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Google announced today that it’s going to massively expand its global cloud infrastructure with three new subsea cables and five new regions.

The regions, all coming online this year, will be available in the Netherlands, Montreal, Hong Kong, Los Angeles, and Finland. Meanwhile, the cables will be commissioned in 2019 and run from Chile to Los Angeles; from the U.S. to Denmark and Ireland; and from Hong Kong to Guam.

Google has been on a construction tear over the past couple years as the tech titan works to bring its cloud offering in line with competition from Microsoft, Amazon, and others. It’s important for companies like that to have a large datacenter footprint, with locations in multiple countries, for a variety of reasons.

First among them is fault tolerance: Cloud customers want highly available applications that can withstand multiple failures, and the best way to get that is by running them in multiple datacenters. In addition, customers will benefit from reduced latency by running applications closer to the end users who need them.


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On top of that, however, is the broader geopolitical context surrounding the current cloud era. More countries and regional governing bodies are placing restrictions on what companies can do with data from residents of particular areas, often requiring that data from residents of a particular country get stored within its national borders. Cloud providers can help businesses comply with those regulations by providing them with datacenters that reside in different countries.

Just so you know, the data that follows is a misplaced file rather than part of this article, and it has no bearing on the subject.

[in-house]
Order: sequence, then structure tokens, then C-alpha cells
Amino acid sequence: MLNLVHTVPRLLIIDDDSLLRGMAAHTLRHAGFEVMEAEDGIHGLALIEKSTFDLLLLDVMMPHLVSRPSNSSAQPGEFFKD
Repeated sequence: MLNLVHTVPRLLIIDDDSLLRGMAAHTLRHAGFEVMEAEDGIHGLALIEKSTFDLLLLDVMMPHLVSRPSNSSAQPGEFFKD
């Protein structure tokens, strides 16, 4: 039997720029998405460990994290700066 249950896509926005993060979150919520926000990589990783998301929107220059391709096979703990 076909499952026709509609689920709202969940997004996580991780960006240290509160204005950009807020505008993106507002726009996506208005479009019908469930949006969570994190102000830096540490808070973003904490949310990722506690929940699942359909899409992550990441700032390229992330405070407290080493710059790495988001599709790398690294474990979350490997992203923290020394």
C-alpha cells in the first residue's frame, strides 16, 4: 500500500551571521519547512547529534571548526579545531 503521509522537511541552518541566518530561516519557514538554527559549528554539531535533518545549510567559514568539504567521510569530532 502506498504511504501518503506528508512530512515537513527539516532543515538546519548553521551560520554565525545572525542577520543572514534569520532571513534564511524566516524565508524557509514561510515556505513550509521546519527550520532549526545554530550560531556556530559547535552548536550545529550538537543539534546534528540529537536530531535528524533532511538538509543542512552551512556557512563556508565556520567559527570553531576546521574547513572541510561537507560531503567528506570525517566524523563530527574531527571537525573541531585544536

Amazon and Microsoft both have a head start on Google when it comes to the number of deployed regions available from each provider around the world (though the way Microsoft counts regions differs from other operators, somewhat muddying this). The Mountain View, California-based tech titan has thrown massive resources behind its cloud division, and providing it with more infrastructure is another sign of how seriously Google is taking its competition in a rough-and-tumble market.

These regions were a long time coming. Each one contains multiple availability zones (AZs): datacenters that are geographically nearby, but isolated enough from one another to provide fault tolerance. Each AZ is itself a massive construction and infrastructure project that takes a long time to complete.

The cables are an even bigger infrastructure project. Two of the three are the result of Google-backed consortia, while the third is Google’s private infrastructure. Connecting the world through a series of undersea cables could give Google an edge over other cloud providers, if customers are looking for high-speed networking across regions. The three newly announced projects join the company’s existing investments in subsea infrastructure that span the Pacific and Atlantic Oceans.

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